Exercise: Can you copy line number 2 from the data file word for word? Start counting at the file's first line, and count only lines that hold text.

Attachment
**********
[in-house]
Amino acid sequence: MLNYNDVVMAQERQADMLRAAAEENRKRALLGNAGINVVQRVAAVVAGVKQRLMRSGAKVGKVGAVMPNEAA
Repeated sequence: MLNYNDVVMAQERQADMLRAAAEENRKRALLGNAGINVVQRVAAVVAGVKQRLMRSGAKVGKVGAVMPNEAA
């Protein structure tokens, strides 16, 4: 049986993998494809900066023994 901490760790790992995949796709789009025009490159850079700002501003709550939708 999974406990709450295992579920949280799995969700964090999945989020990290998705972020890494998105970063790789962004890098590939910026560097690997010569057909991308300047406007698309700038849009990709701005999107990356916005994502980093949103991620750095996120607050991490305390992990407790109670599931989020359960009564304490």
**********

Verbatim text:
Amino acid sequence: MLNYNDVVMAQERQADMLRAAAEENRKRALLGNAGINVVQRVAAVVAGVKQRLMRSGAKVGKVGAVMPNEAA